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New Name, New Trailer For Wasteland 2 Director’s Cut

A ‘Game of the Year Edition’ is, of course, the base game plus its DLC/expansions, released to put everything in one convenient bundle for newcomers and to boast that at least one person, somewhere thinks your game is amazing. That’s not what Wasteland 2‘s [official site] GoTY Edition was going to be, so wisely they’ve changed the name.

A new trailer shows off a little of what’s now called Wasteland 2 Director’s Cut, with its new engine and whatnot.

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Torment: Tides Of Numenera
How inXile Are Bringing Pen-and-Paper To PC

I’m interested in Torment: Tides of Numenera [official site], but not for the typical reason around these parts – I’ve only ever played the first two hours of Planescape: Torment, to which the game is a spiritual successor. Instead, my interest is the result of playing the game’s other source material: Numenera, a pen-and-paper roleplaying game set a billion years in the future, which throws out much of the levelling, stats and combat of D&D-derived games in favour of a streamlined system that favours storytelling and improvisation above numbers and hard rules.

Curious about how many of the pen-and-papers unusual systems were being translated to a computer RPG, I spoke to inXile’s Colin McComb and Thomas Beeker – creative lead and associate producer, respectively – about bringing effort, cyphers, GM intrusions and backstories to the PC.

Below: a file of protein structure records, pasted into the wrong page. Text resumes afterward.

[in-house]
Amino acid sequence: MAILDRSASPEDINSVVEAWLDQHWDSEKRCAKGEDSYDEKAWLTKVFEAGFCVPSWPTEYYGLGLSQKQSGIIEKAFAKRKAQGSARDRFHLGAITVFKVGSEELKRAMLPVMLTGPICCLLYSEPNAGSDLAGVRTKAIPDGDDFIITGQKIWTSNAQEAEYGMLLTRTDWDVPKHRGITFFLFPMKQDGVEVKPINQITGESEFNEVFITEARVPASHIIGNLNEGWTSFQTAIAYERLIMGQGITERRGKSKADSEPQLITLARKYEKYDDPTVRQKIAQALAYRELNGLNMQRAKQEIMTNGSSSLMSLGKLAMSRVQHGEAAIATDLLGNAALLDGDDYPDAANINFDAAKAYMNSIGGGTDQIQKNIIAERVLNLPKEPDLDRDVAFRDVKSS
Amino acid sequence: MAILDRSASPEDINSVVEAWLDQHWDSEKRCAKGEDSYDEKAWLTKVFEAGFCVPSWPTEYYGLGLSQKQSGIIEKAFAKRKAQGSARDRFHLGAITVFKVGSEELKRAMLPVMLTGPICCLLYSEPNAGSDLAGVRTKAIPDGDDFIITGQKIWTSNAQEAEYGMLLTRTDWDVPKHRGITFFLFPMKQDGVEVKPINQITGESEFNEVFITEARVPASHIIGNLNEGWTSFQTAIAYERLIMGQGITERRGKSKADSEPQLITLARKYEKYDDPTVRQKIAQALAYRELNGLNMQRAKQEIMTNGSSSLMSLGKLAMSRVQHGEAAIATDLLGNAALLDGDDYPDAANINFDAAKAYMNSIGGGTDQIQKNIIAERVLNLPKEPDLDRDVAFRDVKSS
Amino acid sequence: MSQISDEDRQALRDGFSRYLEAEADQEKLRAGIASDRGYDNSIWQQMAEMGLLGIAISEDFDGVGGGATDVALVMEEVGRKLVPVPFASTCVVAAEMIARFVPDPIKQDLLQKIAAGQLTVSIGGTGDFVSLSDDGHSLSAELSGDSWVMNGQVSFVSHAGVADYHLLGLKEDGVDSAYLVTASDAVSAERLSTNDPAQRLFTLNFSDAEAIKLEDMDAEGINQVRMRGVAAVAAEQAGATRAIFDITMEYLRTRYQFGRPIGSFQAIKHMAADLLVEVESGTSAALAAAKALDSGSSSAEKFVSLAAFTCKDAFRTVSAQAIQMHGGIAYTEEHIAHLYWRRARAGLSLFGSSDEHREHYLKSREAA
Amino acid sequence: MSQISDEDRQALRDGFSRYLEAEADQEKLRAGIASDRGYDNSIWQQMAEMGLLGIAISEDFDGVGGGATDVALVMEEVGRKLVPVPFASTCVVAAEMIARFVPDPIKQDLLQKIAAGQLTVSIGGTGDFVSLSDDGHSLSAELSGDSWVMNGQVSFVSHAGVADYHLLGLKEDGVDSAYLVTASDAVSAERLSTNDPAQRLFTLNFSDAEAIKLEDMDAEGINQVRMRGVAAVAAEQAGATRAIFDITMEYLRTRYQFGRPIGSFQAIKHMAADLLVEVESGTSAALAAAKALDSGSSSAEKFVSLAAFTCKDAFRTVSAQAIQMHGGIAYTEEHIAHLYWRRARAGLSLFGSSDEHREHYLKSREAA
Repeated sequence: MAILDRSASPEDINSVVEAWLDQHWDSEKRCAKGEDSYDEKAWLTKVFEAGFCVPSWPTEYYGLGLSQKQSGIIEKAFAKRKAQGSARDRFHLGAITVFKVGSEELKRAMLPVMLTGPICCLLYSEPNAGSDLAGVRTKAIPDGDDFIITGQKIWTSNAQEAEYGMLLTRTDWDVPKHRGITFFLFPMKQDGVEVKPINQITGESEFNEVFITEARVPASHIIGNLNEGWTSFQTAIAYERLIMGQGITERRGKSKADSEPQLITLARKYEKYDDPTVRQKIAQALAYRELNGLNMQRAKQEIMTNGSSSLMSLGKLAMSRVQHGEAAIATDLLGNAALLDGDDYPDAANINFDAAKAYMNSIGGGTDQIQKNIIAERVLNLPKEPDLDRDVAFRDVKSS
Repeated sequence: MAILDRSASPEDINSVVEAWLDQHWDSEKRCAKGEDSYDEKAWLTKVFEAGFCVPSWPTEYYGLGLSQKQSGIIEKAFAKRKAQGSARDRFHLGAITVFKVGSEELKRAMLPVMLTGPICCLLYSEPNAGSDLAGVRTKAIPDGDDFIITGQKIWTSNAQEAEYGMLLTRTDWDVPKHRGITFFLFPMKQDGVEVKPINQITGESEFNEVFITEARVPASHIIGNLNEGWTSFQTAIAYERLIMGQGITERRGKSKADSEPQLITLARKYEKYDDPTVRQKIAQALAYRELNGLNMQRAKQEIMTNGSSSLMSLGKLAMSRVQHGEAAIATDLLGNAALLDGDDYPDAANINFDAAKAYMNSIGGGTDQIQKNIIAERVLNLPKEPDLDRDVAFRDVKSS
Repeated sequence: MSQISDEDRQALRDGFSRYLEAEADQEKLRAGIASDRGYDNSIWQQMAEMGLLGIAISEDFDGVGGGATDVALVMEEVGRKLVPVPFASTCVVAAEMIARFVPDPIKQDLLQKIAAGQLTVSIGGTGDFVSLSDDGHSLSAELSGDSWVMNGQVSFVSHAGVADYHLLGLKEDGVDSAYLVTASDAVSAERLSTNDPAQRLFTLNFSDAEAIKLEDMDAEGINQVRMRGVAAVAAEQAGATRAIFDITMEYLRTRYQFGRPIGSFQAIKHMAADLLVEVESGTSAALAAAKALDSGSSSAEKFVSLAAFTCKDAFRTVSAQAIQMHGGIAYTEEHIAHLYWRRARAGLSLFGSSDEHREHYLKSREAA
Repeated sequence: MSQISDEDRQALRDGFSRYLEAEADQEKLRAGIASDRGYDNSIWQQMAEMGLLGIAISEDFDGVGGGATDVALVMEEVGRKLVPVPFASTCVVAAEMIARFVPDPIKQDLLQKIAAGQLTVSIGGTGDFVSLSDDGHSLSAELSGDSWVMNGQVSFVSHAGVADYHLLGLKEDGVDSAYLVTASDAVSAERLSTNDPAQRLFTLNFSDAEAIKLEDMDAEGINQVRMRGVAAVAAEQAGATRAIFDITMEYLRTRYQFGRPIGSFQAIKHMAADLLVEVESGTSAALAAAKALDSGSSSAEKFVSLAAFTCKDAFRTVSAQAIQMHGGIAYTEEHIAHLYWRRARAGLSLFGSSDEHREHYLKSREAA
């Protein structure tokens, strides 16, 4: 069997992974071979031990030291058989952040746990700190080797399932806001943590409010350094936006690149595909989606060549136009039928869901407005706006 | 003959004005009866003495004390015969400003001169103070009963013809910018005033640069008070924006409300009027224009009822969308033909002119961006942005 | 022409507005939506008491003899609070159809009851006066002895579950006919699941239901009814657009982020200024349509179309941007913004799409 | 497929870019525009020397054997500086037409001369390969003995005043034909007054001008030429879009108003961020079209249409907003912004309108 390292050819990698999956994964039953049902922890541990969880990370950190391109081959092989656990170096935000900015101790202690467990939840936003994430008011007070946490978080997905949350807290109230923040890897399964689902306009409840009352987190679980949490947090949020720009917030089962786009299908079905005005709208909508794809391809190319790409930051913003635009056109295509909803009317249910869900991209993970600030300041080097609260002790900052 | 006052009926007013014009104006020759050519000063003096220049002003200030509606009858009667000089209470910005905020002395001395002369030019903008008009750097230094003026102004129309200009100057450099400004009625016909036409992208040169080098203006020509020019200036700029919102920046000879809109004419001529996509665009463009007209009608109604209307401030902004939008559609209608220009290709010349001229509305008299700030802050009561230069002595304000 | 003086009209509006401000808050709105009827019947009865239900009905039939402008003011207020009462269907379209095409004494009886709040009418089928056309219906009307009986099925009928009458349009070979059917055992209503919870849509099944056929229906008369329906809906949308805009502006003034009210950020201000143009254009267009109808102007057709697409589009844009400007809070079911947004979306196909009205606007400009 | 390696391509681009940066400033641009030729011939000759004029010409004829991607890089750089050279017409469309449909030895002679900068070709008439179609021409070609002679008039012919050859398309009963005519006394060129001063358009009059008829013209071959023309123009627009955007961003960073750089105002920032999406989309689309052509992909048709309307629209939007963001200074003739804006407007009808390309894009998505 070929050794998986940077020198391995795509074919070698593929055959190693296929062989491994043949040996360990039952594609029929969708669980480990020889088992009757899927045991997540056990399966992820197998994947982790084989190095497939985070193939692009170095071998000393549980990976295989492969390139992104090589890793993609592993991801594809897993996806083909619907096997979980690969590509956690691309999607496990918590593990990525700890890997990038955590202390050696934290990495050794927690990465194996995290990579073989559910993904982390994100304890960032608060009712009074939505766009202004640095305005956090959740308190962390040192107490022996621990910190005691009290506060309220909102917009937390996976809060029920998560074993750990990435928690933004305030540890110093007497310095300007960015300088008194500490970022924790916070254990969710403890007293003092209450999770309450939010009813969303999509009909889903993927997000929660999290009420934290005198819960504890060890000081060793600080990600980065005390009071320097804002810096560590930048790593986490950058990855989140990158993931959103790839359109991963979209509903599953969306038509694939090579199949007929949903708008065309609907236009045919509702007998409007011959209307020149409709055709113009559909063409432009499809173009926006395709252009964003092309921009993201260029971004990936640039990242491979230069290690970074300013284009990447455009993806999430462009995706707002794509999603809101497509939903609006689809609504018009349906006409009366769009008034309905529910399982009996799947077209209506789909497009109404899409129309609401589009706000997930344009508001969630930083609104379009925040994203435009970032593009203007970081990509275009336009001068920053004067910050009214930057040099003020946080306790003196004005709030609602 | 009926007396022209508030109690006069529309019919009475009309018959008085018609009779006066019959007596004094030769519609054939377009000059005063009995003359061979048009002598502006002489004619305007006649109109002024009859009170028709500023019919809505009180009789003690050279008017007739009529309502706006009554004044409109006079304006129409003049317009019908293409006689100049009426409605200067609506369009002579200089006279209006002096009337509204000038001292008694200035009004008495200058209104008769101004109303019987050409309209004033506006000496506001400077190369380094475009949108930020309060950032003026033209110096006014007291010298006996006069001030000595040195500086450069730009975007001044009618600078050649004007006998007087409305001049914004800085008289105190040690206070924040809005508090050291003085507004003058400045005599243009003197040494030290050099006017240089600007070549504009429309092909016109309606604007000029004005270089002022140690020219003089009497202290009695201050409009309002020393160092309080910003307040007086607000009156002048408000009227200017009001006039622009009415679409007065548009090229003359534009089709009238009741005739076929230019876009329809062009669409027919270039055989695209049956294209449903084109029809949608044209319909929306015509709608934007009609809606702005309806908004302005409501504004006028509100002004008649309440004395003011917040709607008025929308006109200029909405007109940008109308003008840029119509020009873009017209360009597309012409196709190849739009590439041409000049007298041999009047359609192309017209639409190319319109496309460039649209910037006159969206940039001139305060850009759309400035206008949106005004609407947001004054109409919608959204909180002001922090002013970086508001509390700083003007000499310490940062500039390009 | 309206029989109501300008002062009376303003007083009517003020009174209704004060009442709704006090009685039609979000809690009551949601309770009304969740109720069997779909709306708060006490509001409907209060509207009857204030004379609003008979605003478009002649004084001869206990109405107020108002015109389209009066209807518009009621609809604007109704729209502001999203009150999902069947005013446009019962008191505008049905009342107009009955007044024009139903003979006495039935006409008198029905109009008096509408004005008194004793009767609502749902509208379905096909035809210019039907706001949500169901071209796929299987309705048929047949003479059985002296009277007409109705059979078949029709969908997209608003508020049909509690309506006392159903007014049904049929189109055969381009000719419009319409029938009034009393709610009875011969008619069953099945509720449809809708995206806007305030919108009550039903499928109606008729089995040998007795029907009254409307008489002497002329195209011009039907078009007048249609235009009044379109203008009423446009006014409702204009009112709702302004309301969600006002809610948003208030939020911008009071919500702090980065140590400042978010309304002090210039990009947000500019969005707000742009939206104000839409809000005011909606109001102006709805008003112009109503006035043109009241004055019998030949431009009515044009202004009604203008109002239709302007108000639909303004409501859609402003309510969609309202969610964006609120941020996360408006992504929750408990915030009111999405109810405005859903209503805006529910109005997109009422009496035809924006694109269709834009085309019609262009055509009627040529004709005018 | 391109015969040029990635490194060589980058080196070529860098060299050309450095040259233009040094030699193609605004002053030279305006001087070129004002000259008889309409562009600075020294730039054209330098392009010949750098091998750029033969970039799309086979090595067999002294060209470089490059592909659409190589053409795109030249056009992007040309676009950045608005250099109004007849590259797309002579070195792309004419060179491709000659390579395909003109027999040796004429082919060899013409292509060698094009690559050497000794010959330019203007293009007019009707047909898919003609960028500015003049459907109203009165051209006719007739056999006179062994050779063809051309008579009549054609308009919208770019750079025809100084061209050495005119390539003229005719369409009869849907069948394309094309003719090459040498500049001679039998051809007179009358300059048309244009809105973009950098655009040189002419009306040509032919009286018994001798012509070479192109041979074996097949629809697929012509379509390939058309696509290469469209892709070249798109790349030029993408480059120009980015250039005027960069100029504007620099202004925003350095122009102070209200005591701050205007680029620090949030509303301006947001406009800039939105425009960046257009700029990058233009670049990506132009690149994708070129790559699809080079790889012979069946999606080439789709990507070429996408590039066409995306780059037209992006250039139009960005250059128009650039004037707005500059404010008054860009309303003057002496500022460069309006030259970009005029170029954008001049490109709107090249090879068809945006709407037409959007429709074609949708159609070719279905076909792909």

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Scary Monsters And Nice Sprites: The Bard’s Tale IV Trailer

inXile Entertainment are seemingly transitioning to being a crowdfunding-only studio, freeing themselves of publishers by leaning on fans and admirers. They’ve picked a trick or two up from their years with publishers, though. Such as: never release a trailer alongside your big announcement; save it for a few days later to score a second surge of interest.

So here’s the first “in engine” trailer for The Bard’s Tale IV [official site], inXile’s follow-up to Interplay’s 1980s dungeon-crawling series, which is currently storming Kickstarter.